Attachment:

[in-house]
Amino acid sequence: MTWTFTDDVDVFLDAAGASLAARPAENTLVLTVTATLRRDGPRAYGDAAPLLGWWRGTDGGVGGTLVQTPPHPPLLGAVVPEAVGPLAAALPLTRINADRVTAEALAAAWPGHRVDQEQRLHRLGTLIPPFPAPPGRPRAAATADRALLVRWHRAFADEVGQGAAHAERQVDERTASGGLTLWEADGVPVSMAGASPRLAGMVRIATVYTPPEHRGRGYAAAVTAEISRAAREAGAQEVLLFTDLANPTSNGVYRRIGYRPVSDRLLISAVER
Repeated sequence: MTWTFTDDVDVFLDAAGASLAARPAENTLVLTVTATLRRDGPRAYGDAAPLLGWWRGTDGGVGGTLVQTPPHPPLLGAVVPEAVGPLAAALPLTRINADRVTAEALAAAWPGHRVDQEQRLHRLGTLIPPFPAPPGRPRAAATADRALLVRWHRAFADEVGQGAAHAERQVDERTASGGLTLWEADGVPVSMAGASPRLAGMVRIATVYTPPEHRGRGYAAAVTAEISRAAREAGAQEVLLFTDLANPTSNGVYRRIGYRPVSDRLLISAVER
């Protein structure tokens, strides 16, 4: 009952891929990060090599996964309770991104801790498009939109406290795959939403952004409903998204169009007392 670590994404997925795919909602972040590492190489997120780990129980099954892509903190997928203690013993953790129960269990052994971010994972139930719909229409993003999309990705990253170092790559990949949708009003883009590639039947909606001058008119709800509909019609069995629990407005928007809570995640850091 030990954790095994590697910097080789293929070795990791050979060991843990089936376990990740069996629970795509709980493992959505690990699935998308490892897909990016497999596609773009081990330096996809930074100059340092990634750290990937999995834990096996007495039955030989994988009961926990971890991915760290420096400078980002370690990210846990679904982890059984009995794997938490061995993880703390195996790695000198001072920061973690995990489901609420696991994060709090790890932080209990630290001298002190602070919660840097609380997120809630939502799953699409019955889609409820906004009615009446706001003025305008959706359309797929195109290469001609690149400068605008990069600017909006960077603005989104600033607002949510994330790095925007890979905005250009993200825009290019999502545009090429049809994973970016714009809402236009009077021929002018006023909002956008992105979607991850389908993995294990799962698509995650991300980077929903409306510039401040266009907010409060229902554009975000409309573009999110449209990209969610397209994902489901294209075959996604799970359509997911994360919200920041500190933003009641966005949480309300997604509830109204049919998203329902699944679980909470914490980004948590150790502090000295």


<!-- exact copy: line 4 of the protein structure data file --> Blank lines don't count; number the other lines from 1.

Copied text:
């Protein structure tokens, strides 16, 4: 009952891929990060090599996964309770991104801790498009939109406290795959939403952004409903998204169009007392 670590994404997925795919909602972040590492190489997120780990129980099954892509903190997928203690013993953790129960269990052994971010994972139930719909229409993003999309990705990253170092790559990949949708009003883009590639039947909606001058008119709800509909019609069995629990407005928007809570995640850091 030990954790095994590697910097080789293929070795990791050979060991843990089936376990990740069996629970795509709980493992959505690990699935998308490892897909990016497999596609773009081990330096996809930074100059340092990634750290990937999995834990096996007495039955030989994988009961926990971890991915760290420096400078980002370690990210846990679904982890059984009995794997938490061995993880703390195996790695000198001072920061973690995990489901609420696991994060709090790890932080209990630290001298002190602070919660840097609380997120809630939502799953699409019955889609409820906004009615009446706001003025305008959706359309797929195109290469001609690149400068605008990069600017909006960077603005989104600033607002949510994330790095925007890979905005250009993200825009290019999502545009090429049809994973970016714009809402236009009077021929002018006023909002956008992105979607991850389908993995294990799962698509995650991300980077929903409306510039401040266009907010409060229902554009975000409309573009999110449209990209969610397209994902489901294209075959996604799970359509997911994360919200920041500190933003009641966005949480309300997604509830109204049919998203329902699944679980909470914490980004948590150790502090000295």